A CONSTITUENT ASSEMBLY: THE FIRST STEP TOWARDS A NEW IRELAND
The Treaty of 1921 that partitioned Ireland into two sectarian statelets was, at worst, a betrayal of Irish aspirations and, at best, a temporary solution to avoid an all-out war, as claimed by its signatories and supporters. After nearly a century of political and economic chaos, it is obvious that the Treaty was flawed, and is in fact the root cause of the ongoing war. Therefore, it is now time to repeal the Treaty and replace it with a new agreement wherein the British would concede Irish sovereignty, thus clearing the way for the Irish people of both traditions to unite in one free and independent nation.
To this end, Éire Nua is proposing the establishment of a Constituent Assembly as the first step in the process. The proposed Assembly would draft a new 32-county all-Ireland Constitution that would:
- establish political and popular sovereignty for the protection of human rights and social justice;
- establish a new government structure based on a federation of the four historic provinces of Ireland, and
- establish an independent judiciary.
The convening of a Constituent Assembly is a logical first step in a process designed to bring peace, unity, and prosperity to Ireland. It offers the prospect of a permanent solution, as opposed to the failed Sunningdale, Hillsdale, GFA and St. Andrews initiatives put forward by the British and Dublin governments. The proposal is not new, nor is it radical. It is, in fact, similar in many respects to the 1787 Constitutional Convention convened in Philadelphia to draft a new federal constitution for the emerging United States of America.
Since that time, many other emerging nations came into existence through a similar process. A prime present-day example is South Africa, a country where the vast majority of its people have been enslaved by a descendant colonist minority. Many felt this situation would never change, but South Africa today is a country in transition.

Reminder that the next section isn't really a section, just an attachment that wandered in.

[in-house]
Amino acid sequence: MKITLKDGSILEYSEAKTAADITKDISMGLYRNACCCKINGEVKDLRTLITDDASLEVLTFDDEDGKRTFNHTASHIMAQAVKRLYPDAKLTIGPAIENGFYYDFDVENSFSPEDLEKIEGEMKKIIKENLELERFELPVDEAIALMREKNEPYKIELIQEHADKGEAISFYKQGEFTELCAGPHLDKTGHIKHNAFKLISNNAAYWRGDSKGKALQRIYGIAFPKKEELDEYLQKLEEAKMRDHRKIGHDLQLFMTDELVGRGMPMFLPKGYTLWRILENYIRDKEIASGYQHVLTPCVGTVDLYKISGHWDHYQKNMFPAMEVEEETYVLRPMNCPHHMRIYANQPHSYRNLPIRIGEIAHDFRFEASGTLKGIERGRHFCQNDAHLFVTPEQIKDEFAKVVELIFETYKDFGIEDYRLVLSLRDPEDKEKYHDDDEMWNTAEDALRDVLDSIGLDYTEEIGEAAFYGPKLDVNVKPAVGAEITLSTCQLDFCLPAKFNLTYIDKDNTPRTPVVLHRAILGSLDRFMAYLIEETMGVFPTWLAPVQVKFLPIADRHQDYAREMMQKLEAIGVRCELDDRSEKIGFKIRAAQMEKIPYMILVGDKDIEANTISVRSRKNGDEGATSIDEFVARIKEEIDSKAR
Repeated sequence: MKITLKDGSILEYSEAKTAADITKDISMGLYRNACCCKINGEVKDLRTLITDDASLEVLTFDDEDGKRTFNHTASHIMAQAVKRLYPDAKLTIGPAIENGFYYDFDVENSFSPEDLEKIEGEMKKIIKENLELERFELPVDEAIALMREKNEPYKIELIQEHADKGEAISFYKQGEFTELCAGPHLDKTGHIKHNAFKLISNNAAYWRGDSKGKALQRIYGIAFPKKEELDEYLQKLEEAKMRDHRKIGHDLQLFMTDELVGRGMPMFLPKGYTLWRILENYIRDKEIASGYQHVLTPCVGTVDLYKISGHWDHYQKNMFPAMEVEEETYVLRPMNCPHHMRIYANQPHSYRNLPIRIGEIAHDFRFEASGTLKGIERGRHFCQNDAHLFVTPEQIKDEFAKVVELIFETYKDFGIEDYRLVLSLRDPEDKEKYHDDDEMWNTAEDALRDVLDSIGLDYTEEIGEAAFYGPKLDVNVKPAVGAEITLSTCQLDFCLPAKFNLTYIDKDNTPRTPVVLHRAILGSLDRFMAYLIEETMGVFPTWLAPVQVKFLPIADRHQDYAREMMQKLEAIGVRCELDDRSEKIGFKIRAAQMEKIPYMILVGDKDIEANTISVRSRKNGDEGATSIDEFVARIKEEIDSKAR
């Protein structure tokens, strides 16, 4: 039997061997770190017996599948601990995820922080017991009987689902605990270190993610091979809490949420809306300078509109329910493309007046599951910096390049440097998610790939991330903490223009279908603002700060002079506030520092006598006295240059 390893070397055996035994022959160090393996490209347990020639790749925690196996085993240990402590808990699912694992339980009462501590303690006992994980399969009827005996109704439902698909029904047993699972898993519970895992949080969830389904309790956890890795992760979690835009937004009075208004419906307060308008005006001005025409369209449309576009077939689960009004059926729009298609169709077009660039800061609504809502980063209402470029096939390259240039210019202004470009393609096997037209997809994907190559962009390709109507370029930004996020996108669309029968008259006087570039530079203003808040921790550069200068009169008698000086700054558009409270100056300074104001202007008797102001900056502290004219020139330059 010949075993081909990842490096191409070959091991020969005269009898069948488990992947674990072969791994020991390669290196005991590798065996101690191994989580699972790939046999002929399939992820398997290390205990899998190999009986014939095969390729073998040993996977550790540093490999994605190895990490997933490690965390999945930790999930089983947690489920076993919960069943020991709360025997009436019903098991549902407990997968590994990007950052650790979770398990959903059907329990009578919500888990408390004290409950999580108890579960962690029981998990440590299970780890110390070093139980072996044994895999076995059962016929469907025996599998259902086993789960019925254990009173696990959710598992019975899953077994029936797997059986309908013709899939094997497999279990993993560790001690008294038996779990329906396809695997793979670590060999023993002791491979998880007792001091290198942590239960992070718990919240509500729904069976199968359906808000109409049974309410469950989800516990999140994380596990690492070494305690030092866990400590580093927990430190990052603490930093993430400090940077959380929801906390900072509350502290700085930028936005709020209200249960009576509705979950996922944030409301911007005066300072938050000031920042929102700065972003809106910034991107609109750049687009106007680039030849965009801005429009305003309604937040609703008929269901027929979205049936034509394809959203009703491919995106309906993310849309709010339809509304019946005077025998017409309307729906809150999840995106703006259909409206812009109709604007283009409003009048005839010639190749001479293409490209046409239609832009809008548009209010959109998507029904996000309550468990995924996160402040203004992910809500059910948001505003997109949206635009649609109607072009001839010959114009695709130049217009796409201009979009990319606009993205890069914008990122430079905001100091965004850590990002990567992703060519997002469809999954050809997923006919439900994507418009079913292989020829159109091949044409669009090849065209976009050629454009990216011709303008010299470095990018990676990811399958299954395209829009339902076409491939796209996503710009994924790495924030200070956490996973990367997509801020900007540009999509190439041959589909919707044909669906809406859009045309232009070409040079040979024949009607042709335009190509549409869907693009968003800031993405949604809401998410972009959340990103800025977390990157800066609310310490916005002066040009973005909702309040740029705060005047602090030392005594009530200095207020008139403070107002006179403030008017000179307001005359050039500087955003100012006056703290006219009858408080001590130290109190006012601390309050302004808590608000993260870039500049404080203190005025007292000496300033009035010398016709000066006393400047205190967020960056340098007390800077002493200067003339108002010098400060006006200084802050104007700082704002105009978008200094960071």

The road towards a peaceful Ireland is fraught with obstacles, inherent and protected in the political and economic status quo. In this climate, any proposal guaranteeing equal rights and opportunity to all the people of Ireland is not welcome. The initiatives put forward by the British and Dublin governments are minor revisions to the Treaty of 1921, primarily intended to perpetuate the status quo, and therefore destined to end in failure.
The proposed Constituent Assembly would be representative of the whole people of Ireland and would be elected by the suffrage of the adult population. The Assembly’s sole function would be to draft a new Constitution. The draft Constitution would then be submitted to the people in referendum for acceptance or rejection. This open democratic process would be more meaningful to the Irish people today than the closed-door meetings held between the same politicians who have failed the people so often in the past. All elements of Irish society would be free to contest the election for the Assembly. This approach would ensure that the relations of the Irish people with each other and with the world at large would be determined through free an open debate.
In order for this process to succeed all politicians and political parties, expressing an interest in or concern for Ireland’s future must put aside their differences and participate for the common good. In addition, all those individuals and political parties now excluded must be included in the process and allowed access to the media. If for no other reason, the Irish people deserve the opportunity to participate in such a process.